It's surprising how long myths can survive when no one takes the time to debunk them. We already busted four myths about insurance in a previous article, but now we're back for more!
Here's part two of our insurance-mythbusting chat with Registered Financial Advisor Goran Loncar.
Myth 1 – My house is covered if I go on an extended holiday
"It is – but it all depends on the policy wordings," Goran explains. Insurance companies have different limits and sublimits, so you need to ask your insurer what theirs are.
"It's best practice for the house owner to call the insurance company and tell them how long they're going away for. If the trip lasts more than 30 or 60 days, they'll start asking questions; will the mail be cleared from the mailbox, will the lawns be mowed, will there be anyone staying there at all? If the answers are all no, they may increase the excess – all of those 'no' answers can make a house look unoccupied, creating more risk and potential for a break in."
It's a good idea to get a friend or neighbour to pop round and make it obvious someone's been there – and if you tell your insurer this will be happening, you may be able to escape an increased excess.
Myth 2 – A vehicle's make and model has no influence on premiums
The kind of car you drive actually does impact the cost of your insurance.
"In New Zealand, cars popular with boy racers, that are fast and often souped-up, like Subarus or Holden Commodores – the premiums to insure those types of cars are a lot higher."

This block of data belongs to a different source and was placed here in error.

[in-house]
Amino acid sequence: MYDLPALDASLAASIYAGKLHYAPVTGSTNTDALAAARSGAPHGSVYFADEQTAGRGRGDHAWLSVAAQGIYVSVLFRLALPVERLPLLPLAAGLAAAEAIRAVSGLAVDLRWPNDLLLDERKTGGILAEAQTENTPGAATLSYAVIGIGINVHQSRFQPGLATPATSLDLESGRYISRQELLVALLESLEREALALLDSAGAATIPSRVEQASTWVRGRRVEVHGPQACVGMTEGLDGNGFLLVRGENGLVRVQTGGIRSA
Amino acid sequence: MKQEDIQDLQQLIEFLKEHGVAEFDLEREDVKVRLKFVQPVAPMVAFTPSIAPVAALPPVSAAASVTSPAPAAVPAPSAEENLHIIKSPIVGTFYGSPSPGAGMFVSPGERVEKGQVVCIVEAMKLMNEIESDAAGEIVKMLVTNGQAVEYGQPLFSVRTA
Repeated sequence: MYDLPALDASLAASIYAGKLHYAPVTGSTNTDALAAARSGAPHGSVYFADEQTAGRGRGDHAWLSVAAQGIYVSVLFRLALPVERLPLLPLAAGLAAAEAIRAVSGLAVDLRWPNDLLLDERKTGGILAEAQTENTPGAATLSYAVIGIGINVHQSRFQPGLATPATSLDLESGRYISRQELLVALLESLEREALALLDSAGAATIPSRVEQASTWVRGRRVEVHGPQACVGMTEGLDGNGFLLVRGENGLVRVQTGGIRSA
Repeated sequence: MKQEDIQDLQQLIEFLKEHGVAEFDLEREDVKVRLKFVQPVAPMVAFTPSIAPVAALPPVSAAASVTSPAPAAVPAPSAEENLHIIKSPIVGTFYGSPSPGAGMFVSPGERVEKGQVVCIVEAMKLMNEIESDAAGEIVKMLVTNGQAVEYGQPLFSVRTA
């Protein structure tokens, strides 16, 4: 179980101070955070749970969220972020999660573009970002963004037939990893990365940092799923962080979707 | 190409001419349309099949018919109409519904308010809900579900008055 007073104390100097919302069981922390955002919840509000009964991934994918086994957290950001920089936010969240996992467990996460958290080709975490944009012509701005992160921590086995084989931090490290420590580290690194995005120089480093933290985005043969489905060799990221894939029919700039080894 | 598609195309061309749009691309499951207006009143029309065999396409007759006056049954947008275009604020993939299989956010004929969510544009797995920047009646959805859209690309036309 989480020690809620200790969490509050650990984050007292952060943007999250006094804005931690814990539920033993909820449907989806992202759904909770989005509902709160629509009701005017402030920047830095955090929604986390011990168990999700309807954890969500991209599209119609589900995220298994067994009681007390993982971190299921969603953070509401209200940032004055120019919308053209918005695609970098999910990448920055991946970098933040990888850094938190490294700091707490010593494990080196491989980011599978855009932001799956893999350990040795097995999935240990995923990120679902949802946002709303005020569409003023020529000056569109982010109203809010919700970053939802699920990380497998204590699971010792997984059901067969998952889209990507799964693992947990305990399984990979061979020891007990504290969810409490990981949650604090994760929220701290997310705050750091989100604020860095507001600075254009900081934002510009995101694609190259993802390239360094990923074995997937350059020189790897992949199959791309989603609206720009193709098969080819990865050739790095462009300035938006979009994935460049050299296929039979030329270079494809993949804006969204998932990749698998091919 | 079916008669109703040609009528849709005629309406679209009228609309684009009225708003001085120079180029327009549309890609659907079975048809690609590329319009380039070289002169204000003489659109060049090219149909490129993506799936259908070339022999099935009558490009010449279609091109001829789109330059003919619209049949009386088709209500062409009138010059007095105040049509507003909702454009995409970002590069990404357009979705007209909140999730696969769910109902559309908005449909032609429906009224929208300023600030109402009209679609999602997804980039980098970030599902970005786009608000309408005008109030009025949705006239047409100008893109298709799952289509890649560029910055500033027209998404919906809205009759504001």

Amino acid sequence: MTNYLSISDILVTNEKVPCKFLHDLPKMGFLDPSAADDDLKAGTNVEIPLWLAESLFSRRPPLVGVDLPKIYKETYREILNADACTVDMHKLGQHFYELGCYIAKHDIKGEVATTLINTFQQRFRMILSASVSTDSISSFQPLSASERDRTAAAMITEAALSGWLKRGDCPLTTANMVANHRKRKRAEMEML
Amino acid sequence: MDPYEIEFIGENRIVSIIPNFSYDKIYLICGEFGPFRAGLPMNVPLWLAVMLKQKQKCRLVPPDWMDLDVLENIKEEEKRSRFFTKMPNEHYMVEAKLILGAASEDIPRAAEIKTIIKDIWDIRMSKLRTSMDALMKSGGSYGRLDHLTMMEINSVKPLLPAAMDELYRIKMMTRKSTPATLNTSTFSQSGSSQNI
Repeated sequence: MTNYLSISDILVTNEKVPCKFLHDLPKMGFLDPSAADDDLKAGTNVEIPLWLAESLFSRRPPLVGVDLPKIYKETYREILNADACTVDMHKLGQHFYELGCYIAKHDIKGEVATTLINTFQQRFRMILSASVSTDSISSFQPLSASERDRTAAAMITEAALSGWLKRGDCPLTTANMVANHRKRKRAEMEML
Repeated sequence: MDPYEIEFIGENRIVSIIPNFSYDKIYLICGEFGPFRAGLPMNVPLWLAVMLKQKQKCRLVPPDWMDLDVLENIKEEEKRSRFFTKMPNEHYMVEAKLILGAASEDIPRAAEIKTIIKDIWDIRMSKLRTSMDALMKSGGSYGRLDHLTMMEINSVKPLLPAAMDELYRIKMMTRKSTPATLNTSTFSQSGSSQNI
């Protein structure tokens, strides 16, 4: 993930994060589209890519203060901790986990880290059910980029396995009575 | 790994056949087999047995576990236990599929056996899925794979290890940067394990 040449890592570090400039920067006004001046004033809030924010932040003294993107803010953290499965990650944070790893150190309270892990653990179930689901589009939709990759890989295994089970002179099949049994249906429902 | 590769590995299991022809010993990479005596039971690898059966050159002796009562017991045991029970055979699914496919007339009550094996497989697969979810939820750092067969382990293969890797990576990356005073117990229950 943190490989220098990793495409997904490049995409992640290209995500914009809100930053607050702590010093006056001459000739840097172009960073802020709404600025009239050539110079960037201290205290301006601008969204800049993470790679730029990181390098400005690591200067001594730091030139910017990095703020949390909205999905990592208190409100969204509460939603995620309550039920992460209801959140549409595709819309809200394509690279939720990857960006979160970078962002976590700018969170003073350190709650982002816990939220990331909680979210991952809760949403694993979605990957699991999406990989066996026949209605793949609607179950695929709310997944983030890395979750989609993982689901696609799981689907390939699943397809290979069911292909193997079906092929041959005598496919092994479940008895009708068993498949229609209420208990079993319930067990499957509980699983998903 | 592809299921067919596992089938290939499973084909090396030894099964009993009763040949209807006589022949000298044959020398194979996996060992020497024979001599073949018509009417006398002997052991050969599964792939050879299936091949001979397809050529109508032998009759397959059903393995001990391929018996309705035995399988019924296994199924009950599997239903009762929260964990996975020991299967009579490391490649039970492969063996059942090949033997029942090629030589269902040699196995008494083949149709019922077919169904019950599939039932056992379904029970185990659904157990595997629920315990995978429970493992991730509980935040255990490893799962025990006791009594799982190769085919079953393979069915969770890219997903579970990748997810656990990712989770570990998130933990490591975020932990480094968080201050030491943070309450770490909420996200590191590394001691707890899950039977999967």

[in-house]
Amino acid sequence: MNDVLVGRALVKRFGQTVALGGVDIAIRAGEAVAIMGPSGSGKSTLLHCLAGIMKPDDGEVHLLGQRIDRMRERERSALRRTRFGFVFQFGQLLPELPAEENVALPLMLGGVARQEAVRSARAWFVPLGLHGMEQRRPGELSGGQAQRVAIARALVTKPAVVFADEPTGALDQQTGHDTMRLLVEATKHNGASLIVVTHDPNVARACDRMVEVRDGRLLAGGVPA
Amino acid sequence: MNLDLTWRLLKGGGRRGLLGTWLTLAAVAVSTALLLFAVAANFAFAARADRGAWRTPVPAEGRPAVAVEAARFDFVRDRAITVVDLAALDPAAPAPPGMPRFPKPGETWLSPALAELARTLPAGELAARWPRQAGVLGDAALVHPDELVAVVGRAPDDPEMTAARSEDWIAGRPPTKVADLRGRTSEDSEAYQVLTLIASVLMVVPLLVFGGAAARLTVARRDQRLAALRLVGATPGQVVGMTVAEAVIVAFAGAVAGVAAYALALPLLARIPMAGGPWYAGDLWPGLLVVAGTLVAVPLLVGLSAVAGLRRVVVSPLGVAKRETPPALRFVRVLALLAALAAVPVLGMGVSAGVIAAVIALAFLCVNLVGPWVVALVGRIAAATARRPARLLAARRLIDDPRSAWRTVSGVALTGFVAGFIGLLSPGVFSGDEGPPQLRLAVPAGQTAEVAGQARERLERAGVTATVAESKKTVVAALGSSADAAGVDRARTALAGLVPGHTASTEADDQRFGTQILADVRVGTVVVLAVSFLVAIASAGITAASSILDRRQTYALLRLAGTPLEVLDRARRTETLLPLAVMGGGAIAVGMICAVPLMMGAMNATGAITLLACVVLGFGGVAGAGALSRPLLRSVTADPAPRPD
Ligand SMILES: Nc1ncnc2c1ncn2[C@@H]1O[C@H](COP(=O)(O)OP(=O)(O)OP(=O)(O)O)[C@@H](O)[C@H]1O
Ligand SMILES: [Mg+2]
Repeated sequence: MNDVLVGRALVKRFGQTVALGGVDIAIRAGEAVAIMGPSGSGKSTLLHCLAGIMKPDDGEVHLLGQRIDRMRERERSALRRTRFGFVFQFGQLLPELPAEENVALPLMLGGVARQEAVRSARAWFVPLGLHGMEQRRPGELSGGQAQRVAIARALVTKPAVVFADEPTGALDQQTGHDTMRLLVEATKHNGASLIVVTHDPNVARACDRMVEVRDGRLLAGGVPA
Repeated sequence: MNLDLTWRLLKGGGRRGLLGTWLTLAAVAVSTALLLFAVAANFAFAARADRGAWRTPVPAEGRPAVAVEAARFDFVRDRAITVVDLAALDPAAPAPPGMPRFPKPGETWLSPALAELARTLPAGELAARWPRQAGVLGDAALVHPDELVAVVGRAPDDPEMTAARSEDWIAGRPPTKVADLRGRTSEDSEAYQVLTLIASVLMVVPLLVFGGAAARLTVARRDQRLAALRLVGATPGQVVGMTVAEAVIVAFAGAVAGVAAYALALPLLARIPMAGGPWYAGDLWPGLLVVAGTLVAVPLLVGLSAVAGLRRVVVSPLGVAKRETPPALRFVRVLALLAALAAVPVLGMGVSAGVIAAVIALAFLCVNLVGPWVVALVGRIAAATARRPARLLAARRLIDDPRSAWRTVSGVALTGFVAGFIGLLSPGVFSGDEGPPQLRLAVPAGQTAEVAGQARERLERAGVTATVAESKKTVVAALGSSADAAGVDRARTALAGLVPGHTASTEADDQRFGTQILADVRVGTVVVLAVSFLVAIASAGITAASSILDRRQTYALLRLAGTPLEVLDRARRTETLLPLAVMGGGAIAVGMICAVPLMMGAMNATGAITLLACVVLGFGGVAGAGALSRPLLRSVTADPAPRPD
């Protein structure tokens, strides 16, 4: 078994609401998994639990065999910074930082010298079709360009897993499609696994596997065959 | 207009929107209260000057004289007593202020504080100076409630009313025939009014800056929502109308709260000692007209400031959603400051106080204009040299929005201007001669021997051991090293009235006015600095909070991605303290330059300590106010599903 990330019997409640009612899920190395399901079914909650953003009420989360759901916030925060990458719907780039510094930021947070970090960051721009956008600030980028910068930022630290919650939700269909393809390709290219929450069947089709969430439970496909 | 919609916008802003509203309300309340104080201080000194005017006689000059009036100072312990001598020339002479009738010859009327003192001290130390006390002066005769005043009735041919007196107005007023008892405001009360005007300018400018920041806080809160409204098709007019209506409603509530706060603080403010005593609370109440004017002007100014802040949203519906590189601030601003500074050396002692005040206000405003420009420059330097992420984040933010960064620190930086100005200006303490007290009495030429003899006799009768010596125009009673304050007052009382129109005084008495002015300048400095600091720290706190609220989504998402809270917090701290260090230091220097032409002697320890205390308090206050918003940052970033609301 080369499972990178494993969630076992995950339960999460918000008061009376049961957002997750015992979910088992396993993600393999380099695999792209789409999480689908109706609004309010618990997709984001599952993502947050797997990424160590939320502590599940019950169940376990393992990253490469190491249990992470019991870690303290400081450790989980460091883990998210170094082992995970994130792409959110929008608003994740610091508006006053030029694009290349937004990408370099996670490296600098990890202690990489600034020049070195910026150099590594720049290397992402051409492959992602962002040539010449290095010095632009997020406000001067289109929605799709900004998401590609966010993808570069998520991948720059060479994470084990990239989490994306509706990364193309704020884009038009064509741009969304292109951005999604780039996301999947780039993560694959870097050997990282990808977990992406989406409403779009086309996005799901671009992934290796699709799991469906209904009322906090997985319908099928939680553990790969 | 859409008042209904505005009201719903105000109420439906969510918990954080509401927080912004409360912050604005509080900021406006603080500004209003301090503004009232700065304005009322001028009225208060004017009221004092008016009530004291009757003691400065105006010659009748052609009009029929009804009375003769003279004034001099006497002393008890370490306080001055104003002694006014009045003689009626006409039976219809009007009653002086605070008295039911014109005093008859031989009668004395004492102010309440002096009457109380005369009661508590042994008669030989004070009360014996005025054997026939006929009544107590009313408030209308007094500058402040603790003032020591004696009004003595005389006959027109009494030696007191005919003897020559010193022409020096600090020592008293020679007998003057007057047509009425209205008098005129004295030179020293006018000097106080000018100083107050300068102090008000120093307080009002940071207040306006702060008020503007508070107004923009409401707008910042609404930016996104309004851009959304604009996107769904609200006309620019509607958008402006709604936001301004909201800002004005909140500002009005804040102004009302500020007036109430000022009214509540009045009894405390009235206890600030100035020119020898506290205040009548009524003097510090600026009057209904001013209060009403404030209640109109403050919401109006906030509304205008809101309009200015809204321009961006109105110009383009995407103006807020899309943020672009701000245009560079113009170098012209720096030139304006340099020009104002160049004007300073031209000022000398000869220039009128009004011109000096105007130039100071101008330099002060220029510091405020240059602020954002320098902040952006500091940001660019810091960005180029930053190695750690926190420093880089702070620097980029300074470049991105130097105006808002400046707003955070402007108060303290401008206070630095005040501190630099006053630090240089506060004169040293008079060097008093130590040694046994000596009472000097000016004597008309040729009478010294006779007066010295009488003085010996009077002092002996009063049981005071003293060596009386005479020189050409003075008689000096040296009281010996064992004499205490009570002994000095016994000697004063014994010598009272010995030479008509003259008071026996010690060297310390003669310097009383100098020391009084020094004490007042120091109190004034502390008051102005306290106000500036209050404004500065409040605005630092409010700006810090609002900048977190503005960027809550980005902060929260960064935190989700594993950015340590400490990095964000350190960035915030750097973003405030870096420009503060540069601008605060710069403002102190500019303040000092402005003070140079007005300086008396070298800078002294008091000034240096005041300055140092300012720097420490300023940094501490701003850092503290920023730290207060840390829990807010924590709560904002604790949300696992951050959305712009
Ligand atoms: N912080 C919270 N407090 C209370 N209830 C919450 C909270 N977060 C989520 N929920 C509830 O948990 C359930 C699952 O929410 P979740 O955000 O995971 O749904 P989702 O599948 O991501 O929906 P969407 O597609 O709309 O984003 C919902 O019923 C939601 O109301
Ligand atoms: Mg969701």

Not only will the insurer want to know about the make and model, they'll want to know other things too.
"The insurer may want to know whether the car is garaged, how many kilometres are done in the car per year, does it have an alarm or immobiliser, is it turbo – all those little bits that can add to the risk factor of it being stolen or being involved in an accident."
Myth 3 – Personal property inside my car is covered by my insurance
Your car insurance won't cover any property stolen from inside it – that's what your contents insurance is for. But if items are stolen from your car, you may find yourself paying more than if they were taken from your home.
"Nowadays, what's the most stolen thing out of a person's car or house? It's mostly electronics or jewellery. Insurers usually put additional excess on the contents policy where it says "if any of these things are stolen out of your car while you're not there – you have to pay an extra premium."
The takeaway is that if you have to leave valuables in your car, make sure they're always out of sight.
Insurance doesn't have to be a headache. Get in touch with us today to learn more about what we can offer you.